For this section, there are three things that should be at the top of your list to consider tweaking in order to save space: margins/bullet points, font size, and unrelated information. There isn’t much to explain for this besides actually showing you all how it’s done.

Margins/Bullet Points
The top and bottom margins can be between 0.5” to 1.0” while the left and right should remain at 1.0” due to printing reasonings. That can be done through using the margins on Microsoft Word or the page setup on Google Doc.

Examples from Google Doc and Microsoft Word to find margins

Another thing related to the margins is the spacing between paragraphs. When using the spacing settings, always make sure to “Remove Spacing After Paragraphs.” If you don’t see that option, make sure the “Spacing After & Before Paragraphs” is set to “ZERO (0).”

How to do custom line spacing in Google Doc.
How to do custom line spacing in Microsoft Word

Similar to the margins, the bullet point spacing allows you to save a bit of space without removing information. After you create your whole resume, you can use the “Ruler” to move it around. If you don’t have a ruler, here is how you could find it in Word:

Where to find the ruler in Microsoft Word
Click “View” and click on “Ruler”
Screenshot of resume in Microsoft Word
Screenshot of resume in Microsoft Word

In the above images, the little arrow marks can be moved around to what you want and change how the bullets will look. The top arrow moves just the bullet point, the bottom arrow moves just the text, and the rectangle under the bottom arrow moves the text and bullet point together. You won’t see a dramatic change but it could help you save a few lines if a word rolls over and takes up its own line.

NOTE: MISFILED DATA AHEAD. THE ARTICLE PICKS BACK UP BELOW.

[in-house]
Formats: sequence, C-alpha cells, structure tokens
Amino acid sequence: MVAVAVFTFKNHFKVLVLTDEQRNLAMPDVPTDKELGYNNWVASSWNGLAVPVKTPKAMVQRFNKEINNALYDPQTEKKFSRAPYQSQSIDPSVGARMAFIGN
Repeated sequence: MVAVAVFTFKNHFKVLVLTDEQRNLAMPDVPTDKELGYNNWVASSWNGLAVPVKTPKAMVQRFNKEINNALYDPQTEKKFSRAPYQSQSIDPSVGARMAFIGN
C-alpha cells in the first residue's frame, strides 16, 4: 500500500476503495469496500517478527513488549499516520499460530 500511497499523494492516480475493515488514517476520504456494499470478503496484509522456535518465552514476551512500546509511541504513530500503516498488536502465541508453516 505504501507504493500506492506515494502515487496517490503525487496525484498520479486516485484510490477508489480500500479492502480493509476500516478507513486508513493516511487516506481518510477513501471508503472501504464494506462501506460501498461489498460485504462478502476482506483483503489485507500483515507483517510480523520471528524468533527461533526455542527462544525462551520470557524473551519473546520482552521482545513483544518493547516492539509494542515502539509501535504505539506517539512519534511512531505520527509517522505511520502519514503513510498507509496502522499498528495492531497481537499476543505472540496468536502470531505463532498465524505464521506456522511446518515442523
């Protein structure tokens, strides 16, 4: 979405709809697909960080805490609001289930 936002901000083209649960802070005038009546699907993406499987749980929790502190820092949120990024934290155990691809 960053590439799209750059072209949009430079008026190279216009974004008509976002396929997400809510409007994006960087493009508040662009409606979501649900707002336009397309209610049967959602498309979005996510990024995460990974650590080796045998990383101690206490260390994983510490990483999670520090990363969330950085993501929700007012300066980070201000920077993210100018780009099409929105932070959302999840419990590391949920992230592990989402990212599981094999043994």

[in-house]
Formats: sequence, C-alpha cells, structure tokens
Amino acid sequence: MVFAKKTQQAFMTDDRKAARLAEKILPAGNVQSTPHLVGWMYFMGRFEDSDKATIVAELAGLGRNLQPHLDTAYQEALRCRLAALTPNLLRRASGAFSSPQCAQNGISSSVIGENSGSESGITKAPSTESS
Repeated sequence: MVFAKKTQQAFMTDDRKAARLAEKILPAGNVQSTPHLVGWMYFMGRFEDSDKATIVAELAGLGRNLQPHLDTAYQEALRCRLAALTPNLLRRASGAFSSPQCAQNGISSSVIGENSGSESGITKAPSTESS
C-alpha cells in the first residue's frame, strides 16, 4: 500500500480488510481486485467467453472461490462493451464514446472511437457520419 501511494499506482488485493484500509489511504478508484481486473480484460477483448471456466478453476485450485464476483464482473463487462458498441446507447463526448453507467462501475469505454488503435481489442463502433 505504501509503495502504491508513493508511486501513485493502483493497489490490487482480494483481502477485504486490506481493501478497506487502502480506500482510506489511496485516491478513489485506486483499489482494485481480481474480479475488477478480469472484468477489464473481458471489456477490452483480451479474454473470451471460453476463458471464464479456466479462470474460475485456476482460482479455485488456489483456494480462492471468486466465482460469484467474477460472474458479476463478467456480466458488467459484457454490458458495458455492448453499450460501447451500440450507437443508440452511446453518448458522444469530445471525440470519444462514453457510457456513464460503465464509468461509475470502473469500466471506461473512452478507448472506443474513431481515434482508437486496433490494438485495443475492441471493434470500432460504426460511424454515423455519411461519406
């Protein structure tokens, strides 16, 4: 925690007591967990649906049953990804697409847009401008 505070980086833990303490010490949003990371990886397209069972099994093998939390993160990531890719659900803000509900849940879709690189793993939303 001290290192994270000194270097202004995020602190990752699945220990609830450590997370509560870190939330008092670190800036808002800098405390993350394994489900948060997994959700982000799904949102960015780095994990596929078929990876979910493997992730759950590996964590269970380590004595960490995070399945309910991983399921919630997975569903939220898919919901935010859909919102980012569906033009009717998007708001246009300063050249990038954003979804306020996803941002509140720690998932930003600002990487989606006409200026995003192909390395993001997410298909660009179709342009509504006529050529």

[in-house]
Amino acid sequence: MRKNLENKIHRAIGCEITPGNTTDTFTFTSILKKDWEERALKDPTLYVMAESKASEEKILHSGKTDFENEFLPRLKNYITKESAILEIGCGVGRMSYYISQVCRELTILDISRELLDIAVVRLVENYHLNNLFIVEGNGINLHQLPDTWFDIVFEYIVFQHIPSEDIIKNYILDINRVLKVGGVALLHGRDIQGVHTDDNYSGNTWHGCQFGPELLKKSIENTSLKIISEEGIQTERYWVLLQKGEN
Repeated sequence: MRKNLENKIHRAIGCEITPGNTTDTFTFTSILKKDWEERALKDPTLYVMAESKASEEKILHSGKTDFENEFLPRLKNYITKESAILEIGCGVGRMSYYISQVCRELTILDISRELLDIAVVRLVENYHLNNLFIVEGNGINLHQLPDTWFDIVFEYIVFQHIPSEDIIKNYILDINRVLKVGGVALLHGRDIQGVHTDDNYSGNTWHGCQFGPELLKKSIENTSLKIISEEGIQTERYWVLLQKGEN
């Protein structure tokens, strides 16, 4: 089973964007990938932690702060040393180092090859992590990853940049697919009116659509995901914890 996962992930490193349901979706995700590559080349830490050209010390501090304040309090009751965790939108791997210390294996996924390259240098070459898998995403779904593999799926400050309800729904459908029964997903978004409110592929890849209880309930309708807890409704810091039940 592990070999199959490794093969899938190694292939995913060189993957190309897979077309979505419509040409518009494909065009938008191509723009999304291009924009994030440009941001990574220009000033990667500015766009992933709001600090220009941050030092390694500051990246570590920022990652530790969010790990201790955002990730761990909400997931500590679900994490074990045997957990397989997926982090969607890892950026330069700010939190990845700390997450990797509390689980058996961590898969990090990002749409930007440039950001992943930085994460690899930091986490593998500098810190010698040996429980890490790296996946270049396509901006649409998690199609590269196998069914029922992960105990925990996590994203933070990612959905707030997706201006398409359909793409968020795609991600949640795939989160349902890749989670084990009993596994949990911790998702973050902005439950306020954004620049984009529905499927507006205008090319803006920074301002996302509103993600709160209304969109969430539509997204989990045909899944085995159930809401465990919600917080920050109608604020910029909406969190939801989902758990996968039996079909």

Font Size
This is something very simple! Your name can be from 12-14 pt font and you can have the rest of your resume be anywhere from 10-12 pt font so always double check it!

Unrelated Information
Unrelated information can be anywhere from old high school information to skills. You might think, “Aren’t those all relevant?” In a sense, yes, but only to a certain extent.

If you are a junior or higher, remove high school information and add in more recent and relevant activities.

Soft skills (ex: Positivity, leadership, adaptability, etc) could be shown through your job description lines and doesn’t need its own section.

Using the Whole Page
“Using the whole page” is another way of balancing your content throughout the whole space: top to bottom, left to the center to the right. It’s not necessarily a bad way of formatting, but if you want to save space, example two would be your go-to. Here are examples of the same content that uses the space differently:

Resume Example with most content centered
Resume example with most content starting on left side of page

These two examples have the same content, nothing is changed at all besides the way it is formatted. Look at how much space you could save!

Stay tuned for more resume tips and tricks related to content!

Of Possible Interest:
Resume & Cover Letter, Building Your Resume – all our blog posts on the topics
Ace the Job Search – our Pinterest board filled with articles & resources

Read Paying’s other posts